6. Okay, a little more opera . . . I'm in a mood. I remember the first time I ever heard Pavarotti sing, I was gobsmacked! So wonderful . . . I cried. Nessun Dorma became his signature song. Here are two versions. For anyone interested notice how he is still 'reaching' for some notes in the 1980 version and in 1994 these same notes come so much easier. Just my opinion.
  7. If you like opera. I'm always amazed at this kind of talent.
  8. Here you go Gypsy: http://genetics.thetech.org/ask/ask126 and http://en.wikipedia.org/wiki/Eye_color What colour are your eyes Gypsy?
  9. Continuing in the 'fun' vane of this topic: My eyes are hazel too Chrisitne and BrythonicWitch. And if we could go back to the people in the day I would have to ask why didn't 'hazel eyes' make the list of witchy traits? Hazel eyes are one of the least understood eye colors. What color are hazel eyes? This color is semi-rare and is a combination of several other colors including green and brown. Hazel eyes have less melanin than brown eyes, but more than blue eyes. This eye color can be difficult to define since there is often substantial variation in this eye color. Hazel eyes often appear to shift in color from brown to green. People with this eye color often have a multicolored iris with one color being found close to the pupil and a different color found around the edges. One study indicates that 74% of hazel eyes have a brown ring around the pupil. Hazel eyes are a combination of Rayleigh scattering, the principle that makes the sky and blue eyes appear blue, and melanin, the pigment that makes brown eyes brown. No one really knows what makes hazel eyes. Some researchers guess that hazel is simply a combination of brown and green eyes. Others guess that there may be modifier genes that cause the eye to make more or less melanin. Hazel eyes are one of the least understood eye colors. Researchers have a basic understanding of where brown, blue and green eyes come from genetically, but hazel eyes are a lot harder to understand and are much more complex. Green eyes are rarer but mysterious, complex, and unknowable hazel sounds magical to me. :) My eyes have a dark gray ring around the iris, then dark green around the outer edge, with warm brown next to the pupil.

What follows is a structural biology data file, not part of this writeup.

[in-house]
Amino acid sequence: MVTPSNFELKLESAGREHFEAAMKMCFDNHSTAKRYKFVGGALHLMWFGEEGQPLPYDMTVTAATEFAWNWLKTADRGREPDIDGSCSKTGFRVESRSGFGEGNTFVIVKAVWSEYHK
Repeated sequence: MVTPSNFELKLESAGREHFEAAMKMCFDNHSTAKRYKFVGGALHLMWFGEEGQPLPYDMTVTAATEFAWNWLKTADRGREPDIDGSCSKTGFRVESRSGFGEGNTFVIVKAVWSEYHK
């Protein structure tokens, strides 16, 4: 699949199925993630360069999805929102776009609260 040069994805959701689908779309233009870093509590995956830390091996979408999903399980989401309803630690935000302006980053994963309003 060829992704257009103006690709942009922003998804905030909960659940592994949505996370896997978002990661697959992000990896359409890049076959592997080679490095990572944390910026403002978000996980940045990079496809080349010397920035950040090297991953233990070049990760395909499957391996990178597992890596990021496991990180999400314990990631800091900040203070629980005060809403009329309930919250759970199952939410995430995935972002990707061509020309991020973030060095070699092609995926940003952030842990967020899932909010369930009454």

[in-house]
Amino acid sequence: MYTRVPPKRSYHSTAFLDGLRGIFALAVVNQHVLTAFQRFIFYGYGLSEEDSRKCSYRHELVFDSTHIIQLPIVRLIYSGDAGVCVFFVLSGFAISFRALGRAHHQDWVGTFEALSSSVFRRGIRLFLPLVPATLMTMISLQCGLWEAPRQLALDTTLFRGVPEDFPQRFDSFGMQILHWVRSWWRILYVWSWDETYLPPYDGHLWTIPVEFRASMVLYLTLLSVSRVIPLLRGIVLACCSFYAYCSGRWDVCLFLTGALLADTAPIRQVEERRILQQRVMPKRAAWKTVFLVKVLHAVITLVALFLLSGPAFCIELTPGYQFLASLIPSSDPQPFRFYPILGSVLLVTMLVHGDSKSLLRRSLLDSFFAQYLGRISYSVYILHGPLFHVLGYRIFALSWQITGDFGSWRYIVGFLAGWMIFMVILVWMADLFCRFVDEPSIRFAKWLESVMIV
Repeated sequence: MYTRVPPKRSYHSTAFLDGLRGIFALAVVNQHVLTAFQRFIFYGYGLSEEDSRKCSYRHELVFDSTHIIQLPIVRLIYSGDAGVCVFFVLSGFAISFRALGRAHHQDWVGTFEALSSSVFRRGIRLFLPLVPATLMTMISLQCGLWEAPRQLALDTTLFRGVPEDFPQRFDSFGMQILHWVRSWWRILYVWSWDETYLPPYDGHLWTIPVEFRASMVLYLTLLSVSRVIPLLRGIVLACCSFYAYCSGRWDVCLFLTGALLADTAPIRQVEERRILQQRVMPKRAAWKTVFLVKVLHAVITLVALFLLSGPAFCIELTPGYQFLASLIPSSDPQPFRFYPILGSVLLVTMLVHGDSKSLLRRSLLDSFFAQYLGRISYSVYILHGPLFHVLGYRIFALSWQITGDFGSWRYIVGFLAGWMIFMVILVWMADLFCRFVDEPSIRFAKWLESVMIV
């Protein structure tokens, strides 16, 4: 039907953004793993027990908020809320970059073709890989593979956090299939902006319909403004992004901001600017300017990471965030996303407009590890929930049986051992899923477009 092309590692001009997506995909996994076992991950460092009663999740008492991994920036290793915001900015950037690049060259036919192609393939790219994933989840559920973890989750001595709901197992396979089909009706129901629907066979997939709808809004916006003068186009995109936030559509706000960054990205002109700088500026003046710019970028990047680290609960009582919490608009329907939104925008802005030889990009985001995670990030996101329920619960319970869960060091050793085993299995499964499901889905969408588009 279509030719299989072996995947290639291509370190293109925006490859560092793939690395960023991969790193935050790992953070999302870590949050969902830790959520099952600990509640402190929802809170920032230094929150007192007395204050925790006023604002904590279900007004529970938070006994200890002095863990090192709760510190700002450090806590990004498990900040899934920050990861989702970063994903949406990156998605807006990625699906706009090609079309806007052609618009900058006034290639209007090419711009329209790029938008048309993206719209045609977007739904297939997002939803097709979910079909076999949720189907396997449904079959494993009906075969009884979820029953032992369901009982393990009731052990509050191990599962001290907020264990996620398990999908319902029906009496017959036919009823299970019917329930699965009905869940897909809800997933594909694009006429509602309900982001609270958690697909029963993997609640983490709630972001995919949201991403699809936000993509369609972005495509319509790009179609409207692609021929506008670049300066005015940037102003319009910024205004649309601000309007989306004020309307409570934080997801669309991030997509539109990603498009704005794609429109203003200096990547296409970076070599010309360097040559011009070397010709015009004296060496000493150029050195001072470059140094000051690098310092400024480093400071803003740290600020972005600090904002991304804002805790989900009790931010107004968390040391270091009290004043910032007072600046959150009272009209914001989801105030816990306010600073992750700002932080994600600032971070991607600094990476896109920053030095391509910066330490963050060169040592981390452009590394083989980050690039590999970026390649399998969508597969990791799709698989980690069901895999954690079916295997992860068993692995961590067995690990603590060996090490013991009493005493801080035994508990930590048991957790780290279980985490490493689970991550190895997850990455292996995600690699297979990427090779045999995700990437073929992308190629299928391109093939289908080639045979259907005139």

10. Twice while being introduced to a new person I have been told: "You're a witch, aren't you?" Both times this was in a work context and before I had really admitted to myself what I was, I just sluffed it off saying that I had been called worse. I don't know why they said that to me, I gave them no cause, only extended my hand for a handshake. I do have long fingers. Oh yeah and the eyes. Once while working on an engineering project I found myself giving one fellow who didn't like taking orders from a woman "The Stare" when another man whom I had worked with before said, "Uh oh! If she tells you to go to hell you better start walking!"
  11. Speak softly and carry a big stick; you'll go far - Teddy Roosevelt (one of my personal heroes, though not for his politics). Though attributed to Teddy he credited it as a West African adage. The difference between stupidity and genius is that genius has its limits. -Albert Einstein (another personal hero) Growing new organs of the body as they wear out, extending the human lifespan? What's not to like? -Michio Kaku And of course: It is never too late to be what you might have been. -George Eliot
  12. However, I can always listen to 'O Fortuna' from Carmina Burana - I by Carl Orff (1895 - 1982)